“Is there an African American puppetry? That’s the question we’re trying to answer with this exhibit,” says John Bell, director of the Ballard Institute and Museum of Puppetry at the University of Connecticut in Storrs, where the exhibition “Living Objects: African American Puppetry” runs from Oct. 25, 2018, to April 7, 2019. They’ll also be hosting the “Living Objects Festival and Symposium” from Feb. 7 to 10.
The answer is yes, definitely, of course. As part of the exhibition, Bell says, “We’re making a directory of African American puppeteers and there are a lot of them, all over the country. They’re there.”
But the theater world in the United States tends to be very White, and with puppetry that’s even more so. Racism often suppresses or obscures African American arts, which can make Black puppetry feel invisible.
“You have to be used to being the only Black person in the room,” North Carolina puppeteer Tarish “Jeghetto” Pipkins, one of the artists featured in the exhibition and symposium, told me when he performed in Boston in November. “Black culture doesn’t embrace puppetry. … Especially in the South, it’s more like superstition, moving objects, just the fear of voodoo dolls. Seriously, people just see that.”
“Living Objects” is a rare institutional effort to survey African American puppetry—perhaps the first since a 1990s exhibition at Atlanta’s Center for Puppetry Arts. It assembles puppets, performing objects and masks by more than 20 puppeteers from the late 19th century to today.
Paulette Richards, an Atlanta-based teaching artist who co-curated “Living Objects” with Bell, writes: “Since their arrival in the Americas, African people have animated objects in a rich variety of forms and contexts. Despite the prohibition by slaveholders on the creation of figurative objects reflecting an African-derived worldview, African Americans nevertheless animated objects to represent their experiences and identity.”
“African American puppetry happens in doll culture and different types of visual art and, for example, the New Orleans Mardi Gras Indians make fantastic costumes that really link back to African performance,” Bell says.
“Living Objects” traces a history beginning with 19th century jig dolls (rod puppets with legs that danced upon a board performers bounced up and down) and ventriloquism. John W. Cooper (1873-1966), the exhibition reports, found license to “talk back” and even “put words in the White man’s mouth” by throwing his voice into White dummies. Richard Sanfield and Willie Tyler were among the African American performers who brought Black voices to the style. Bell says, “Ventriloquism became an interesting cross-racial performance technique.”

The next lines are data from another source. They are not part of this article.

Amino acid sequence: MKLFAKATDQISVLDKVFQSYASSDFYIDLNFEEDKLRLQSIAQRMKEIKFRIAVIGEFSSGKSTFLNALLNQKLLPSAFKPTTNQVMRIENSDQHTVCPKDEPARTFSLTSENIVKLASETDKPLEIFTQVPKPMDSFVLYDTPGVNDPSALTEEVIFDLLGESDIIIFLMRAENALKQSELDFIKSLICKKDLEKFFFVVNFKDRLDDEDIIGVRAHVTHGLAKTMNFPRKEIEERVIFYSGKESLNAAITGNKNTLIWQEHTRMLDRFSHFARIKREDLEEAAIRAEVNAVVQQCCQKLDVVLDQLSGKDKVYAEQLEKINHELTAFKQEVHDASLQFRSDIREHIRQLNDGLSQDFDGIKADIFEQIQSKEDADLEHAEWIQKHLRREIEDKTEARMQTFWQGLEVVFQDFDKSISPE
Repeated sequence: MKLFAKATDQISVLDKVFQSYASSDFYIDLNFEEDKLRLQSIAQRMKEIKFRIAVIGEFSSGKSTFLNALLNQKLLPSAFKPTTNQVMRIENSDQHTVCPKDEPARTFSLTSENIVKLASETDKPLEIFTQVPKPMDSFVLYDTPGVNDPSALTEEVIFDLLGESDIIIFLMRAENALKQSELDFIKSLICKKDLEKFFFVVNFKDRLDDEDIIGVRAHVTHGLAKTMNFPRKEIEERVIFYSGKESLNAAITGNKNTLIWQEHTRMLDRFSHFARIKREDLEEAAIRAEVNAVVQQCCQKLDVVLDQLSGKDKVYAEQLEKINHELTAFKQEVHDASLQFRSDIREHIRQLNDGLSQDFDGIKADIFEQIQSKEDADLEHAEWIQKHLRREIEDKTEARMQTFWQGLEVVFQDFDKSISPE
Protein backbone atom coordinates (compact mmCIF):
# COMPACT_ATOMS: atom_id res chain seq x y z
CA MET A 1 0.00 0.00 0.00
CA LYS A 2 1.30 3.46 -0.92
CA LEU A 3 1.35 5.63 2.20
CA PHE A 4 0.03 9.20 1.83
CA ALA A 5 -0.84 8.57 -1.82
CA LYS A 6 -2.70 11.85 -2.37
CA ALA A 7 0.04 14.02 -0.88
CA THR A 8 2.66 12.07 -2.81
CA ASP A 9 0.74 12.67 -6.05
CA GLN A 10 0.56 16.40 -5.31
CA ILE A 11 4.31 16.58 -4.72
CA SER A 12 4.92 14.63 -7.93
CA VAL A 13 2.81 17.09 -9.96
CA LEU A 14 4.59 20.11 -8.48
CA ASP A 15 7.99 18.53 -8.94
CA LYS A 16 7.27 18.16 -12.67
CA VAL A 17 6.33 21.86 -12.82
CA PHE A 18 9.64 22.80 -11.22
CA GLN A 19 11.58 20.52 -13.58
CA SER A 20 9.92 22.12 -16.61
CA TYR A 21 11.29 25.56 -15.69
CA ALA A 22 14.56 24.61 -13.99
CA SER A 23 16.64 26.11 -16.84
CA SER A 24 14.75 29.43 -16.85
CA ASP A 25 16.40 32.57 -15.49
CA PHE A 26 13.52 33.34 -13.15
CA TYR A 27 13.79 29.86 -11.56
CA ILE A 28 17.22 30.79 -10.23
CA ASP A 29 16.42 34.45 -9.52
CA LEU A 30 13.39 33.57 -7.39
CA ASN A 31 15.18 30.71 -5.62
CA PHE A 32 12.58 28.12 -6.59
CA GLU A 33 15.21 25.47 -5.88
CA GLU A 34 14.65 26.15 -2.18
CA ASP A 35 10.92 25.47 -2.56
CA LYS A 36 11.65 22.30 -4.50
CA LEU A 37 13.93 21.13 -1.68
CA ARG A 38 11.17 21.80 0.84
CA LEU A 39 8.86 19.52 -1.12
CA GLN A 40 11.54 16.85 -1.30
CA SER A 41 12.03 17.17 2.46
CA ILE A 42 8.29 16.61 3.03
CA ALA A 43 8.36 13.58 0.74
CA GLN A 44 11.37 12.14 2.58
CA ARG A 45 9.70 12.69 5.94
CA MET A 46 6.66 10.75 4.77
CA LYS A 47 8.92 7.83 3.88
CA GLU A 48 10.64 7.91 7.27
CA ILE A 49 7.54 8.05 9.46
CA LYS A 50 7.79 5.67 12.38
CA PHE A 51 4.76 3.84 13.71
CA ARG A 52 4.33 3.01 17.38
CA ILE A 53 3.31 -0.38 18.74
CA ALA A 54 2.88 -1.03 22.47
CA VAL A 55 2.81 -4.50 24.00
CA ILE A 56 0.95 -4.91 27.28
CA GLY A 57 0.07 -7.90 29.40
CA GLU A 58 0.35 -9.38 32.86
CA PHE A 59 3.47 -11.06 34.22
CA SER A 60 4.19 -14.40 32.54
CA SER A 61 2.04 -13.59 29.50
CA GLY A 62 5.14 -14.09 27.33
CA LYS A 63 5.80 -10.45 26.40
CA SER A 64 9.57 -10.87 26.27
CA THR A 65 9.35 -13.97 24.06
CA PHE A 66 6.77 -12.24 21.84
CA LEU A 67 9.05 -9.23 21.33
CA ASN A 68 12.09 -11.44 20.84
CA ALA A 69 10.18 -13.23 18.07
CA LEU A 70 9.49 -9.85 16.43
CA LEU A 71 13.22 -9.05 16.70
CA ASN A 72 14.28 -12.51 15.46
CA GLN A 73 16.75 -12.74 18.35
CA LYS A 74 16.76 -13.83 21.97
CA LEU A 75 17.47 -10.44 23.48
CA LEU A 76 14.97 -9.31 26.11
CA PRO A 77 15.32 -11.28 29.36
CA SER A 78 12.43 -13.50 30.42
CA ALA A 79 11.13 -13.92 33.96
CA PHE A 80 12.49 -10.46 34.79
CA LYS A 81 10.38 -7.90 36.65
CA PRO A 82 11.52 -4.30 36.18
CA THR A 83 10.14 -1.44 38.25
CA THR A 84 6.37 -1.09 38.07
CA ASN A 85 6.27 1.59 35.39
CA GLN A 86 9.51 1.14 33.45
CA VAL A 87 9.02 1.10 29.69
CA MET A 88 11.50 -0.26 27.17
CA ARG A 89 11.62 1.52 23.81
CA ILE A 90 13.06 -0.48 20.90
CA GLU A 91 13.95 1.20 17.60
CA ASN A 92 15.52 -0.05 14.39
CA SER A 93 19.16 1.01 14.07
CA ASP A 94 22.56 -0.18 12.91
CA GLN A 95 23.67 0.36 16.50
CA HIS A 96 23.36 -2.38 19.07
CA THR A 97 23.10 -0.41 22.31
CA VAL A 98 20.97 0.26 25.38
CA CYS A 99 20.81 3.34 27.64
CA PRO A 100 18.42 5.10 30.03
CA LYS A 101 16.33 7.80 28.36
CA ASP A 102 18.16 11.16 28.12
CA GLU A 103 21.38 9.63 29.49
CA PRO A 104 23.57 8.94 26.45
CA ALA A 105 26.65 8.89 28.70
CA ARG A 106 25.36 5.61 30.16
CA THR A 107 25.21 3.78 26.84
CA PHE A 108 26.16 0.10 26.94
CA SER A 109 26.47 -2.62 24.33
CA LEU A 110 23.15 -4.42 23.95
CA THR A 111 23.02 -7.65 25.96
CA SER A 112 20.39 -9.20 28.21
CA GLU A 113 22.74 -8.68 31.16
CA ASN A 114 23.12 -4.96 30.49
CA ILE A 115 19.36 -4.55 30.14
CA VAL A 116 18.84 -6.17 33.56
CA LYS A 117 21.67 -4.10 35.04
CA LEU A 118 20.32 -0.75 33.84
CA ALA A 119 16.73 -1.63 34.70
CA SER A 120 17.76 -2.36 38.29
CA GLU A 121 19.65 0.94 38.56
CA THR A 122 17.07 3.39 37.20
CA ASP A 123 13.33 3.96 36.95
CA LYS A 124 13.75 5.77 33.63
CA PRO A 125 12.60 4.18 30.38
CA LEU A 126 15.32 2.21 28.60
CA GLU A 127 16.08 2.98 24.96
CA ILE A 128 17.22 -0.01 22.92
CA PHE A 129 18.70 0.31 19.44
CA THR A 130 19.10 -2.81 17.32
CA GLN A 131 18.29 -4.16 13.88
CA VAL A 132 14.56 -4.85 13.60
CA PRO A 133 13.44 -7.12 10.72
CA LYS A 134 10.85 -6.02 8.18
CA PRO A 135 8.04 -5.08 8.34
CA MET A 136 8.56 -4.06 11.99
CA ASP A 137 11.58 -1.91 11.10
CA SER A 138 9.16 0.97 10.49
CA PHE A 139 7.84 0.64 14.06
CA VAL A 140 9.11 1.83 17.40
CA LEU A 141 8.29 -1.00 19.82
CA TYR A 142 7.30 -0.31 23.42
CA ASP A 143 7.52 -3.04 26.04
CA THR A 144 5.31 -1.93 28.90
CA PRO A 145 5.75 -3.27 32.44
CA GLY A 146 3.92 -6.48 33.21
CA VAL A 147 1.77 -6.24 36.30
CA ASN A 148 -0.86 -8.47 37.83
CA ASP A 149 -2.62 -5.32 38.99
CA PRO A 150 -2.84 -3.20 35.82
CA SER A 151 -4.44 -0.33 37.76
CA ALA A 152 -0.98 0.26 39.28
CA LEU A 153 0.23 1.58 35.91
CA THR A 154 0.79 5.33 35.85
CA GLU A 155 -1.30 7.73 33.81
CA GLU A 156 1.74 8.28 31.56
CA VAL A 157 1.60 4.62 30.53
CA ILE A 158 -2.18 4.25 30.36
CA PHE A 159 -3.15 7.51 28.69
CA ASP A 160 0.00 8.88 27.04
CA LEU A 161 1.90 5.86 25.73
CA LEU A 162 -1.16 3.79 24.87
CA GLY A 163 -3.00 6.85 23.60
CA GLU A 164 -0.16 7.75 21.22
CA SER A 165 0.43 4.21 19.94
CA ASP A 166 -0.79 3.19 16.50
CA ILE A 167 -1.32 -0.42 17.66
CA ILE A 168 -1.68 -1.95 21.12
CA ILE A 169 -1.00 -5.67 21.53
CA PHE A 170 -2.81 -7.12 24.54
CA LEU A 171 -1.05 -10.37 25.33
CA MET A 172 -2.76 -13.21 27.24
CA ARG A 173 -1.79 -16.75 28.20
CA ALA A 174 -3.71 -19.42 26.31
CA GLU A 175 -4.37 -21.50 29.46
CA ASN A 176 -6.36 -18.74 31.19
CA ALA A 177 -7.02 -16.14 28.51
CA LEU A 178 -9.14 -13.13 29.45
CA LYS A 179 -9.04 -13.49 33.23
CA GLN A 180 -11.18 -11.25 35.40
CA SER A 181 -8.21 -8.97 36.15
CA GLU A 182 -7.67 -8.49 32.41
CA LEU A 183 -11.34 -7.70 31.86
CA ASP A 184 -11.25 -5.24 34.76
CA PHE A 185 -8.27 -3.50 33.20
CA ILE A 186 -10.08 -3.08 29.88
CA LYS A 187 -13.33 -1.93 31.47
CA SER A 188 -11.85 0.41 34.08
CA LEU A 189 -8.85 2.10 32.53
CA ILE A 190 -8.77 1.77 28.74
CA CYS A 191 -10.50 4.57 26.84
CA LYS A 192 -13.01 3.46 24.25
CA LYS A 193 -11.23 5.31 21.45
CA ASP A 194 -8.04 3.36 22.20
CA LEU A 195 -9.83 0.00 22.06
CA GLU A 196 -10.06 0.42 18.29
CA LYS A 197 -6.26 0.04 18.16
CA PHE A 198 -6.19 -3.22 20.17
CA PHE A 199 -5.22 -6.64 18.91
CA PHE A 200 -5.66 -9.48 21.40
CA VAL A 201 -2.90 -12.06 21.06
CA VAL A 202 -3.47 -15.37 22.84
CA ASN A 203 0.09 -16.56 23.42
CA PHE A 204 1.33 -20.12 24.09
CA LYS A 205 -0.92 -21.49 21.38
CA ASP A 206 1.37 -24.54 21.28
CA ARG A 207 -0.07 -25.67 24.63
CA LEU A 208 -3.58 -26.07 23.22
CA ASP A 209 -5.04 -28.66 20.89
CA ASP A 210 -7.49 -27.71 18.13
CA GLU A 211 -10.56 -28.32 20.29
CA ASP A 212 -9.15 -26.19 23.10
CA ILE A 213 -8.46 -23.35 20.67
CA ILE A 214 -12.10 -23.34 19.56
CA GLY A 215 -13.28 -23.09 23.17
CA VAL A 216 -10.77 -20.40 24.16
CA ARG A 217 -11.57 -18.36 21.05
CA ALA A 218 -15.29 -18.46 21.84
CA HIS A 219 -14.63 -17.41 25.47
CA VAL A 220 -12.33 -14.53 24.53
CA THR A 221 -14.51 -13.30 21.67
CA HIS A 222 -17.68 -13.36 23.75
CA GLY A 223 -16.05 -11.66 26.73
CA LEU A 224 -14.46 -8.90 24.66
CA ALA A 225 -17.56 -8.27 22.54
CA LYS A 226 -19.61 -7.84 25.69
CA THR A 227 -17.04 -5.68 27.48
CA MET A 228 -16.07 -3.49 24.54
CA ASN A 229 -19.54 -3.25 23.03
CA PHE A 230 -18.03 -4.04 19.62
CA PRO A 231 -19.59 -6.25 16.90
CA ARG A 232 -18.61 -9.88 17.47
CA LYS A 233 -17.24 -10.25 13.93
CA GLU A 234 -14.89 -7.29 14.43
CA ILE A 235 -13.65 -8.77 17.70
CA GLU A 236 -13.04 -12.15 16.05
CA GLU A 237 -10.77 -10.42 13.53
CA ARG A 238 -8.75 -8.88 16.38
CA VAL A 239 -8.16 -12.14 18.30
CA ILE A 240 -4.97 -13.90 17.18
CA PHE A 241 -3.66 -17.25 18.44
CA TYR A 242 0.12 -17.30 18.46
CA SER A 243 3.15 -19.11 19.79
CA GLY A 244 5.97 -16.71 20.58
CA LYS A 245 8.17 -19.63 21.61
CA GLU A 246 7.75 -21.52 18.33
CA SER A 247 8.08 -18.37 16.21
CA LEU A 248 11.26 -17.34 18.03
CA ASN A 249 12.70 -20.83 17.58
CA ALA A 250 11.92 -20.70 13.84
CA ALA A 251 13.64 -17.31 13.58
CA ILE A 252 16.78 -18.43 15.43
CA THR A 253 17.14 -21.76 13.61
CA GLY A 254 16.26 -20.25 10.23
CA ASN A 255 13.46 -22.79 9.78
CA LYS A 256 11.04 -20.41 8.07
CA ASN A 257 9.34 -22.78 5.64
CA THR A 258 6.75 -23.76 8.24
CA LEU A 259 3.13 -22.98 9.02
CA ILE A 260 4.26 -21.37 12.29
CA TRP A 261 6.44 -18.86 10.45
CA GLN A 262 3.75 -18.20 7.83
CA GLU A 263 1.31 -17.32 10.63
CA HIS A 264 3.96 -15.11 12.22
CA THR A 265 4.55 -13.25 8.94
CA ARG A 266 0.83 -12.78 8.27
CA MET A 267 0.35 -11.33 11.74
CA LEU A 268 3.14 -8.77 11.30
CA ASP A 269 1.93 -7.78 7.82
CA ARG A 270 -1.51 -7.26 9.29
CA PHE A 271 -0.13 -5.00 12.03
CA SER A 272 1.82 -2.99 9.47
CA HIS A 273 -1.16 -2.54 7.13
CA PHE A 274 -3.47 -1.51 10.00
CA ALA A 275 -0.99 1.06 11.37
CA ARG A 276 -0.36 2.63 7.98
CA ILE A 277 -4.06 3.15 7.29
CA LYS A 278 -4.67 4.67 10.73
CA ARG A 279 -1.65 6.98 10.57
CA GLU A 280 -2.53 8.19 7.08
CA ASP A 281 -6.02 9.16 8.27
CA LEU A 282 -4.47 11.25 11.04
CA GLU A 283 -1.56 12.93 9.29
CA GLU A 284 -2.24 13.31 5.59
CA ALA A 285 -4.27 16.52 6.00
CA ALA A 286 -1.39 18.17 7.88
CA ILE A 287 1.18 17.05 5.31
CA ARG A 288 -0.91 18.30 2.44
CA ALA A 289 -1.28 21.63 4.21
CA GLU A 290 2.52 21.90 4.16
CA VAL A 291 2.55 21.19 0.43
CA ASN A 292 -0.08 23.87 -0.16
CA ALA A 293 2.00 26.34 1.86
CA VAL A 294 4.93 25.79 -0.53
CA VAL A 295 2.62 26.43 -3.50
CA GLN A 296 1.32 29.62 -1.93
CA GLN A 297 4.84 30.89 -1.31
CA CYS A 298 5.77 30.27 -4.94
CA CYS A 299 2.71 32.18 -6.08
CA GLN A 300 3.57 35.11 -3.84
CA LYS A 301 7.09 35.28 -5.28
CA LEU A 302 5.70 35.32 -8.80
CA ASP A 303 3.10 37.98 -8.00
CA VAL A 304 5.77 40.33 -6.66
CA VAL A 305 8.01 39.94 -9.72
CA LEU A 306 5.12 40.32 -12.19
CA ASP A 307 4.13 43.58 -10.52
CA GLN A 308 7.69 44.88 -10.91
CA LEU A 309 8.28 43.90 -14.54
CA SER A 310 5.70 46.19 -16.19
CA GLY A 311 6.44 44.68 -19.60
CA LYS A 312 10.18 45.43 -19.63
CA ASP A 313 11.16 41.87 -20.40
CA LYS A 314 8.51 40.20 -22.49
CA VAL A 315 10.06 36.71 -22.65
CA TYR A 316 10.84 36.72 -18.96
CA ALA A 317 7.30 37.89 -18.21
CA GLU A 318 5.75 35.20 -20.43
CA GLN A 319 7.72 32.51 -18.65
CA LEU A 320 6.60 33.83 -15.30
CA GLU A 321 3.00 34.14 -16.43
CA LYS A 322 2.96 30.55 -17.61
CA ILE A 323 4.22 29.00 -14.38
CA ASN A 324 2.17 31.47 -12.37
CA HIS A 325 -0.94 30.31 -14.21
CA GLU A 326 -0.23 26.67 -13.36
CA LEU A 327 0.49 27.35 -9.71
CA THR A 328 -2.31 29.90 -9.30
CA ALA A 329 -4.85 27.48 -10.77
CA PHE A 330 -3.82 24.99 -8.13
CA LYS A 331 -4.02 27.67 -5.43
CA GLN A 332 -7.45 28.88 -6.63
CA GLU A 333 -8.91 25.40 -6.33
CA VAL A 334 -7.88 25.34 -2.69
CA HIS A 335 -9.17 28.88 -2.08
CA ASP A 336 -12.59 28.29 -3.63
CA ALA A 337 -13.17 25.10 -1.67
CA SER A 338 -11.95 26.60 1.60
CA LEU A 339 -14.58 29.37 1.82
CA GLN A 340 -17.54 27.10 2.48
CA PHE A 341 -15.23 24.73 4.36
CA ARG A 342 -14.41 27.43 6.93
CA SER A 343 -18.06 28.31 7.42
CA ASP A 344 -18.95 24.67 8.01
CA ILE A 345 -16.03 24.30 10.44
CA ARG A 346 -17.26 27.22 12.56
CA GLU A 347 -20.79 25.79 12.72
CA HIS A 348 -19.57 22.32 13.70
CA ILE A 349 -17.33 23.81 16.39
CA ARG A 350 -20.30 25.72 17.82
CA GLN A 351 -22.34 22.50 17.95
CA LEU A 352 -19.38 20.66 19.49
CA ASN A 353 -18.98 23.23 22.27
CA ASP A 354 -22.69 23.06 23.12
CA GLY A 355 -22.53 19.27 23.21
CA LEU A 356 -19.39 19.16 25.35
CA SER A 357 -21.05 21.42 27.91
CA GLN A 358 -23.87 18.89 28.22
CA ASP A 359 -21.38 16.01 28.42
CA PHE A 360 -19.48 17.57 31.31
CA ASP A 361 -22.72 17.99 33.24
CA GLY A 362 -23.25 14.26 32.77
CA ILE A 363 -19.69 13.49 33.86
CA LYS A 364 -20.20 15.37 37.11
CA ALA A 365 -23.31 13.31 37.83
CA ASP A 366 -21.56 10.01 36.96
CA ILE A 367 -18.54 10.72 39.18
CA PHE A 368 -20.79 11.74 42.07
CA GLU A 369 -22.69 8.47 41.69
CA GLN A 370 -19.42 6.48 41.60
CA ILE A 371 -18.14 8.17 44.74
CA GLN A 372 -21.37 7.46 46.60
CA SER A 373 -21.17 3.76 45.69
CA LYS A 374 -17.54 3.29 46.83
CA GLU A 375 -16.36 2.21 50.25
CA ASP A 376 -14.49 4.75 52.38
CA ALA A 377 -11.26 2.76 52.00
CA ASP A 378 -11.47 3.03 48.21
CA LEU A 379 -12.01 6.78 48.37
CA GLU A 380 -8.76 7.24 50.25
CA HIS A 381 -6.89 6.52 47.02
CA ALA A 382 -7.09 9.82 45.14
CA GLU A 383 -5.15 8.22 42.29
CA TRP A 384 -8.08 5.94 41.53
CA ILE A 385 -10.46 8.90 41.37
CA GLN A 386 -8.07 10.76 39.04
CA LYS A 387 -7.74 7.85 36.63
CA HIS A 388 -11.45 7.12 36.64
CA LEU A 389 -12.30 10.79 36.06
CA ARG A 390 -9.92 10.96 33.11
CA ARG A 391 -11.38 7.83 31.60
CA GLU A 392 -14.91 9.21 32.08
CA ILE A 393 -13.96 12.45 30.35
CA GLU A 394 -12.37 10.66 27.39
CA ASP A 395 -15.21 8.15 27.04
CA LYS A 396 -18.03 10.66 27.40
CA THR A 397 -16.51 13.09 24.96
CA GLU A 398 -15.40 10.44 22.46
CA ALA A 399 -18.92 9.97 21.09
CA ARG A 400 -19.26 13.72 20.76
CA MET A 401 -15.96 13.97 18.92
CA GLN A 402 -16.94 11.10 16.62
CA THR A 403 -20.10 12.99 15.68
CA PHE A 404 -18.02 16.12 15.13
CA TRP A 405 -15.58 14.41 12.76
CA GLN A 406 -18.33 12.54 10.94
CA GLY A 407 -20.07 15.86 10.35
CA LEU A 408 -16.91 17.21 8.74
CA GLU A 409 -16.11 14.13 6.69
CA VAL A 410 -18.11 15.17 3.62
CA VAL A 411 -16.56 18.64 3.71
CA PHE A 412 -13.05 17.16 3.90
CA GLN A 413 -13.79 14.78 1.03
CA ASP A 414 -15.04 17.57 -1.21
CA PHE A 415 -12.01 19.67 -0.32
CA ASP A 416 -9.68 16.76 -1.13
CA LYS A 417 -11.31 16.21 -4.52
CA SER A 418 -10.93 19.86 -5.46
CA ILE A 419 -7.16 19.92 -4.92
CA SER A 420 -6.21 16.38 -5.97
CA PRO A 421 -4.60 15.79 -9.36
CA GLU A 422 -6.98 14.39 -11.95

Featured artist Ralph Chessé suppressed his Creole heritage and African American roots when he left his childhood New Orleans for San Francisco. In the Bay Area in the 1920s and, again, for the Federal Theater Project in the 1930s, he produced a marionette version of Eugene O’Neill’s play “The Emperor Jones.” In the 1950s, he created and performed marionettes for “The Wonderful World of Brother Buzz,” an educational television program that ran for 17 years on KPIX, KTVU, and KGO in the San Francisco Bay area and also appeared nationally on the Cox and Westinghouse broadcasting networks. It was “an educational show about respecting the earth,” Bell says, and “an important early television show with puppets.”
African American puppeteers have performed puppetry about the history of the diaspora, about slavery, about racism and race. Maine artist Ashley Bryan has made puppets to tell African stories. The exhibition includes a Frederick Douglass puppet from the Puerto Rican troupe Papel Machete’s 2009 and 2015 shows about racism in America. The show also features a life-sized puppet of Judith Jamison, the star dancer and later artistic director of Alvin Ailey American Dance Theater, that was build by Nehprii Amenii for a tribute to Jamison when she stepped down.
“There are a lot of African American puppeteers who don’t necessarily take as their subject the Black experience,” Bell says. Their work can be world famous even if the nature of puppetry can obscure their contributions—for example, Mark Ruffin, who helped design and build “Sesame Street”’s Mr. Snuffleupagus, and Kevin Clash, who performed Elmo and helped re-energize the television show (before he left over allegations of sexual impropriety).
Bruce Cannon, artistic director of Swedish Cottage Marionette Theatre, is African American, but one might not guess it from the New York company’s repertoire of European fairy tales. During the symposium, he’ll perform “Harlem River Drive, Magic of Music,” celebrating the history and diversity of New York’s iconic Black neighborhood.
The festival and symposium will also feature performances of ventriloquism and gospel puppetry, plus talks on “Puppetry and African American History,” “Afro-Diasporic Storytelling and Culture,” and “Representations and Appropriations of Blackness.”
All together, “Living Objects,” as the organizers write, aims to “redefine our sense of American puppet history.”
Pictured at top: Ventriloquist David Liebe Hart will perform at the “Living Objects: African American Puppetry Festival and Symposium.” (Photo: Chad Cooper)
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